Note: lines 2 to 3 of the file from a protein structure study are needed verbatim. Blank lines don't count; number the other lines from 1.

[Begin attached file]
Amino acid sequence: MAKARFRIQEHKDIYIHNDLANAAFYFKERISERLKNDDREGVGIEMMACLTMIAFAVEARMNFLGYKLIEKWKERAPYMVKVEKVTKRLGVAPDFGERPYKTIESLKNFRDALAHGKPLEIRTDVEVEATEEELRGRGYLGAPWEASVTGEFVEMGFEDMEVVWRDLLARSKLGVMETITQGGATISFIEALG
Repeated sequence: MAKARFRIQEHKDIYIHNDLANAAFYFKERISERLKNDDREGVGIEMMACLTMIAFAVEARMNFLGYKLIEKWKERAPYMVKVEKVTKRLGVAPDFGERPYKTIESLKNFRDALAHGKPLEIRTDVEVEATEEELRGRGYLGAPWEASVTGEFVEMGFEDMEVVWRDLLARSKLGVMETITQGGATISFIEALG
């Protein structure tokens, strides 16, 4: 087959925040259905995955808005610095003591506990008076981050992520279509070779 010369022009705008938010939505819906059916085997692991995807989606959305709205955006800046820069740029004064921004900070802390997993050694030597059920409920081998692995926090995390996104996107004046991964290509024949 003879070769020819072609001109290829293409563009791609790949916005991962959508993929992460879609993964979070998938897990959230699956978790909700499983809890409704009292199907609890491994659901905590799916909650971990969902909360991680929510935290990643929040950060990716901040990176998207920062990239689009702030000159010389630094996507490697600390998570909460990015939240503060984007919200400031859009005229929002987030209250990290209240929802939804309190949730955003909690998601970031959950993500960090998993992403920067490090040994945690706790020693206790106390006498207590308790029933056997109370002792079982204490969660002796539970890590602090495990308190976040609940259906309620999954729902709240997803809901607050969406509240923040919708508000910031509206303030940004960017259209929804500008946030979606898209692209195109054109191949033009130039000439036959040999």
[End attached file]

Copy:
Repeated sequence: MAKARFRIQEHKDIYIHNDLANAAFYFKERISERLKNDDREGVGIEMMACLTMIAFAVEARMNFLGYKLIEKWKERAPYMVKVEKVTKRLGVAPDFGERPYKTIESLKNFRDALAHGKPLEIRTDVEVEATEEELRGRGYLGAPWEASVTGEFVEMGFEDMEVVWRDLLARSKLGVMETITQGGATISFIEALG
């Protein structure tokens, strides 16, 4: 087959925040259905995955808005610095003591506990008076981050992520279509070779 010369022009705008938010939505819906059916085997692991995807989606959305709205955006800046820069740029004064921004900070802390997993050694030597059920409920081998692995926090995390996104996107004046991964290509024949 003879070769020819072609001109290829293409563009791609790949916005991962959508993929992460879609993964979070998938897990959230699956978790909700499983809890409704009292199907609890491994659901905590799916909650971990969902909360991680929510935290990643929040950060990716901040990176998207920062990239689009702030000159010389630094996507490697600390998570909460990015939240503060984007919200400031859009005229929002987030209250990290209240929802939804309190949730955003909690998601970031959950993500960090998993992403920067490090040994945690706790020693206790106390006498207590308790029933056997109370002792079982204490969660002796539970890590602090495990308190976040609940259906309620999954729902709240997803809901607050969406509240923040919708508000910031509206303030940004960017259209929804500008946030979606898209692209195109054109191949033009130039000439036959040999």